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The waitress tilts her head with a blind smile and raised eyebrows without saying anything. When I ask her for the menu her resignation switches to surprise and she walks off as quietly as she came—she still hasn’t uttered a

I have barely shut the door behind me and Mariano Ramón launches into our interview. He bounces out of his seat from behind the bar, gives me a firm handshake and walks me in a circle around a tight kitchen

Naiara Calviño carefully pieces together a ‘ahogado de cabeza’ in the little rectangular kitchen at the back of Chochán. She slices an individual loaf of glass bread that has a slight bubbly surface and rich brown color that tells

I didn’t grow up eating milanesas or the nearly identical North American ‘chicken fried steak’ but there is something nostalgic about eating one. Maybe it has to do with my childhood struggle of trying to convince my mother to buy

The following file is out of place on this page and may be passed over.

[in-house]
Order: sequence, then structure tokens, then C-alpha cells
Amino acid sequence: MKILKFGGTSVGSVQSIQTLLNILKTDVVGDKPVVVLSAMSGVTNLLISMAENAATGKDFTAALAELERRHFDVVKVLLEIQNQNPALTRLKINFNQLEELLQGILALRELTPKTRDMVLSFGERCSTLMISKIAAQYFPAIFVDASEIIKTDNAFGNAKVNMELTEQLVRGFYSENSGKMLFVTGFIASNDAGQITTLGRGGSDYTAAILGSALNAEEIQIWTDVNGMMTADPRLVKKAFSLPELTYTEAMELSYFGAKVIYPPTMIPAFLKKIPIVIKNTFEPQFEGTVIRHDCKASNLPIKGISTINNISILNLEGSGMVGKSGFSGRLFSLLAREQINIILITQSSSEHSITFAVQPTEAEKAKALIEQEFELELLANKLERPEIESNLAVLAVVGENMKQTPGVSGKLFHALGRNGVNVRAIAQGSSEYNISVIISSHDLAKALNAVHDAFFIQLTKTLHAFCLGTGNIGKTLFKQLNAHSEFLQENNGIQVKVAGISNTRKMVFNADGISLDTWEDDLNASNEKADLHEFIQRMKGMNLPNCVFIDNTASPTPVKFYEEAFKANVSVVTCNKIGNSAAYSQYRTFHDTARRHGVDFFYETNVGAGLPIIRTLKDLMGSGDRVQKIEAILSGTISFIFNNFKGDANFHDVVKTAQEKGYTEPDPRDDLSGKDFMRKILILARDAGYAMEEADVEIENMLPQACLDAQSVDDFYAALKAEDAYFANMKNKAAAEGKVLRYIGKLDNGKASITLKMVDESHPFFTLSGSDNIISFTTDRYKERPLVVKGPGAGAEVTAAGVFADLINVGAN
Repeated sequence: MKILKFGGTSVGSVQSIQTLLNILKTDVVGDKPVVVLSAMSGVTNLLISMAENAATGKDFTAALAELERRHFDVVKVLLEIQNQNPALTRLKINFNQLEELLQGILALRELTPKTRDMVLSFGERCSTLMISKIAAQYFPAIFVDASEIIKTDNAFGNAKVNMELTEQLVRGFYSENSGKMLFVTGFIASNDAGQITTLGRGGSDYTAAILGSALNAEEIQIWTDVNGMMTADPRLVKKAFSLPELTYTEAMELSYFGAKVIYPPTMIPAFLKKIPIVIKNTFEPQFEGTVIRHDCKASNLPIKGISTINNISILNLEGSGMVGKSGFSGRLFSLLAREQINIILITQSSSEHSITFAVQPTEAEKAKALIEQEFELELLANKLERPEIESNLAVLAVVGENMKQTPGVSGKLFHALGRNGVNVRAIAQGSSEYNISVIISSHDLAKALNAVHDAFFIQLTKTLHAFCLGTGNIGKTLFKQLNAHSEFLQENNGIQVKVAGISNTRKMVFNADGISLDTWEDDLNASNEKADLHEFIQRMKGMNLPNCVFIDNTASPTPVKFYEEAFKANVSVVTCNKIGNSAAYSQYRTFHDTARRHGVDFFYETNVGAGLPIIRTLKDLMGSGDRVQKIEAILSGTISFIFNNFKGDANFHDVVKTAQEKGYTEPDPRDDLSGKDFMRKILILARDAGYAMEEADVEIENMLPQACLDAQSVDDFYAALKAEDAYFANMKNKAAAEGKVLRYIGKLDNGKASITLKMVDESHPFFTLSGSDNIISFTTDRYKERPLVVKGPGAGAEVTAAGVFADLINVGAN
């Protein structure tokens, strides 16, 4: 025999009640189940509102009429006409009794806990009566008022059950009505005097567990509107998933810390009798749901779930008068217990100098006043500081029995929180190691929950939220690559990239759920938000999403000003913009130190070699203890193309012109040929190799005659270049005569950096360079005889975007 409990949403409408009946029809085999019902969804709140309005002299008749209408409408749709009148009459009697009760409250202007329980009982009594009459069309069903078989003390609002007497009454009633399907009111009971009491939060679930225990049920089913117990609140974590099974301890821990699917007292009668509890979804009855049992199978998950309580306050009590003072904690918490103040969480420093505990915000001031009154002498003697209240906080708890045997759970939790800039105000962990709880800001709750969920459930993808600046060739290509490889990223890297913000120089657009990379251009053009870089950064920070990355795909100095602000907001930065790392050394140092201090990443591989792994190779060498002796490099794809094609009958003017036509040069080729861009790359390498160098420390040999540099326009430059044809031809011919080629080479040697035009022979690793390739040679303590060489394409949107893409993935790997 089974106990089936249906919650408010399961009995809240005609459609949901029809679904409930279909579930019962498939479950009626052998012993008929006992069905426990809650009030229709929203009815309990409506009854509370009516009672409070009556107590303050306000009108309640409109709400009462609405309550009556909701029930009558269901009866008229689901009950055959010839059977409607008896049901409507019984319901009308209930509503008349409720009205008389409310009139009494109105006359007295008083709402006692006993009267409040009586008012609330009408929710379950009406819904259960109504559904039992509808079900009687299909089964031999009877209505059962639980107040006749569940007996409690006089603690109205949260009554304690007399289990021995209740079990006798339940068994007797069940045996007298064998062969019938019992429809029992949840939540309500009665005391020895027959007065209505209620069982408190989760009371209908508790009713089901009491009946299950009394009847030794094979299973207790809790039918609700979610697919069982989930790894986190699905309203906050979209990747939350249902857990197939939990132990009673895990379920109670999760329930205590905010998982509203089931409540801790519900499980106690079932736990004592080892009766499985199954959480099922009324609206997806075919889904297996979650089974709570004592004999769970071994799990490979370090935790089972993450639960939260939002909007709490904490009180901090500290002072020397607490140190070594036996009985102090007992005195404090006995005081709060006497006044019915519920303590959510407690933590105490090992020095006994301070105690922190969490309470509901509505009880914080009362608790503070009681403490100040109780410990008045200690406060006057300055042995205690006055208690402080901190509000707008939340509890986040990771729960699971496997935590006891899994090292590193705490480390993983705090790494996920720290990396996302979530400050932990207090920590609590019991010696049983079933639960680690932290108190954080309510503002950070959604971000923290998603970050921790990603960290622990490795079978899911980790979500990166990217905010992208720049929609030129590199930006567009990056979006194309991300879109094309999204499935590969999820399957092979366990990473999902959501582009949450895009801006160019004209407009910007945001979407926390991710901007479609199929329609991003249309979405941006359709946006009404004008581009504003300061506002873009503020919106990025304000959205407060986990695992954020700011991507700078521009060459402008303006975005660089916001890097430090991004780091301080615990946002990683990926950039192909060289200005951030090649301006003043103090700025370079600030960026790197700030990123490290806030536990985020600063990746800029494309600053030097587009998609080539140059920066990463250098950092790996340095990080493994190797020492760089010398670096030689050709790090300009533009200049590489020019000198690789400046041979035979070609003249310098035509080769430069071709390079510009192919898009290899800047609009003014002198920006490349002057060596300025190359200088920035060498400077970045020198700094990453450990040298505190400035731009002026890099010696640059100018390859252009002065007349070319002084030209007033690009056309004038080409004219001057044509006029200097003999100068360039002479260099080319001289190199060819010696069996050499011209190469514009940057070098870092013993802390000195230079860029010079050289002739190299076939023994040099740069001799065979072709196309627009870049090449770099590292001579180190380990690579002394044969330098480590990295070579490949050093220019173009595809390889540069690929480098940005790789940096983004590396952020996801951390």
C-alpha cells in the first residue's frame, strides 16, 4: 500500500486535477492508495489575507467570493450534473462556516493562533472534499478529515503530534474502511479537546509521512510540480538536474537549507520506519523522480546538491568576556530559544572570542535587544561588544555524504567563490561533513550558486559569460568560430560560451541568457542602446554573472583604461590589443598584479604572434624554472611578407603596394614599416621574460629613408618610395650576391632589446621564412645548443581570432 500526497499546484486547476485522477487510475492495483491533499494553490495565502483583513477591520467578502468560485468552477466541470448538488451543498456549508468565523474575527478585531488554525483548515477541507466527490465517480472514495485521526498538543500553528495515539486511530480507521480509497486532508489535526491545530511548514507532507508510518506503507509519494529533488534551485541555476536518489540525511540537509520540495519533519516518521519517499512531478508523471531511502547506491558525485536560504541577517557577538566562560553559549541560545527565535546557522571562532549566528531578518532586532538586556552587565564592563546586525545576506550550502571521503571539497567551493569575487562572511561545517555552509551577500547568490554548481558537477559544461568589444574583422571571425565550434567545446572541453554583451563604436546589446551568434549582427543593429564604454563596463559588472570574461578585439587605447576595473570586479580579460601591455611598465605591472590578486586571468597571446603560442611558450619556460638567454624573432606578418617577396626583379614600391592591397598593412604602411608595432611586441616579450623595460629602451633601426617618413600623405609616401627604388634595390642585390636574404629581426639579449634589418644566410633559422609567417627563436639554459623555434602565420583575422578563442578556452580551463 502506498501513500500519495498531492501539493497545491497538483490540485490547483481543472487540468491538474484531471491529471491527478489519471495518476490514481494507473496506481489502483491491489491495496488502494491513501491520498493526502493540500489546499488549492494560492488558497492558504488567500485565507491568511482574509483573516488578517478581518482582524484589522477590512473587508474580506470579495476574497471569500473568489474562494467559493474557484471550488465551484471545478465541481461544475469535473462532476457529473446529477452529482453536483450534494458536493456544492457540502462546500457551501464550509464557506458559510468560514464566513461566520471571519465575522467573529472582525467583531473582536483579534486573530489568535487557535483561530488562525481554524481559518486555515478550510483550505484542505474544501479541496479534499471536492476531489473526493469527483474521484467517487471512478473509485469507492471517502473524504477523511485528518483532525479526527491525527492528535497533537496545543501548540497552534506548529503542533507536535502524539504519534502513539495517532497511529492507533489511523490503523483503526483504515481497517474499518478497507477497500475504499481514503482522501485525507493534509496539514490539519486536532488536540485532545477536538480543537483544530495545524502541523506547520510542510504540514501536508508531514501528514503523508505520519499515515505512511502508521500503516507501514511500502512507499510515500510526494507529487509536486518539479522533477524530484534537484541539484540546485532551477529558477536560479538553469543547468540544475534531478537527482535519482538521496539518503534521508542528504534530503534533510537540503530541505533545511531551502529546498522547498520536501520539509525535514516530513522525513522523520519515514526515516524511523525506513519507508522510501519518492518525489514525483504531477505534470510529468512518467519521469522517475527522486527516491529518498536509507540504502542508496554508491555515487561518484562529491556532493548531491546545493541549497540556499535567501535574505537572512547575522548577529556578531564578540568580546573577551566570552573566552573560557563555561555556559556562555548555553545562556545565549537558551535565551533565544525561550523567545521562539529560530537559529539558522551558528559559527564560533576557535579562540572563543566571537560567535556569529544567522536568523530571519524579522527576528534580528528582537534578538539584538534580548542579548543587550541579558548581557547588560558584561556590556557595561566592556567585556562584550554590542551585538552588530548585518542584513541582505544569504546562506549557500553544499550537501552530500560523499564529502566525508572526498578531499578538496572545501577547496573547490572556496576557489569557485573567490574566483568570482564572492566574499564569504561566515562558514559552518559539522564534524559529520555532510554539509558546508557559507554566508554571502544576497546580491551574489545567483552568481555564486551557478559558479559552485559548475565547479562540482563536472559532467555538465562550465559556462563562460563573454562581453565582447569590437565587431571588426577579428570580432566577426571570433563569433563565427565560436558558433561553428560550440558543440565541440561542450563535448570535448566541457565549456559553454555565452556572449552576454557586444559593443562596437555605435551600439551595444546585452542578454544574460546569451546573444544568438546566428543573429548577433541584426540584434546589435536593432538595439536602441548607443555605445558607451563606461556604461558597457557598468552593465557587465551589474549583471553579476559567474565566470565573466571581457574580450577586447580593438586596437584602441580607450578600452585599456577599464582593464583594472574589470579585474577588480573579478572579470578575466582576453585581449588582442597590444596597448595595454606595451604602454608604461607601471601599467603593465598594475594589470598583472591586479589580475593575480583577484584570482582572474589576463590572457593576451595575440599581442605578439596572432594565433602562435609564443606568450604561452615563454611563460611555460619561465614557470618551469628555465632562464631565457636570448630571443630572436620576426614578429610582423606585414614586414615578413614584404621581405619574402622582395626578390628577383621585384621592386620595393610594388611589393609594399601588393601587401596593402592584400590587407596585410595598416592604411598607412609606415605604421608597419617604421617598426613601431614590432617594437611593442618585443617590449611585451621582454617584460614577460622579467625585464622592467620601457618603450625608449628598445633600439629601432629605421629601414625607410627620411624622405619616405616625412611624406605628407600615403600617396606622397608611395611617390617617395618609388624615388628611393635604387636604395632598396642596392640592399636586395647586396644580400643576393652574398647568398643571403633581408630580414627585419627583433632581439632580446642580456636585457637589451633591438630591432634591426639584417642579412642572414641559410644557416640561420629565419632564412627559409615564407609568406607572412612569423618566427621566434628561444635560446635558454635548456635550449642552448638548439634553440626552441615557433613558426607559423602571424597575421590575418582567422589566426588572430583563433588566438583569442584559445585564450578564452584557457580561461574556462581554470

Two families of nearly a dozen members each take up impossibly long tables on either end of the room that transform this hallway-shaped restaurant into a cozy enclave. Lines of wine glasses tinted neon yellow with Inca Kola and shiny

“My grandma didn’t like to cook, she cooked to survive,” Alejandro Osuna recounts with a playful shrug, “Everyone has to eat.” He grew up on her cooking. It was a routine duty with a fixed calendar of meals: Monday was

The waiter meanders over to the table and drops a laminated menu in front of us. The skim selection has as many food options as it does drinks—four different soups and a few ambiguously named appetizers like chinese raviolis and

The waitresses face changes from kindness to confusion when I ask where the Guarani food is on the menu. I wondered if I was in the right place. I’d struggled to find El Cortijo despite its conspicuous location on a

The waiter slinks over to the table empty handed and lazily asks, “Do you need a menu?” as per routine. “No.” I know exactly what I want. It is the same exact order I make every time I visit La

A milanesa with french fries isn’t what immediately comes to mind when I think of dining out in the neighborhood of Once, easily one of the city’s most multi-cultural barrios. A mountain of ceviche, warm tamales, sweet tropical juices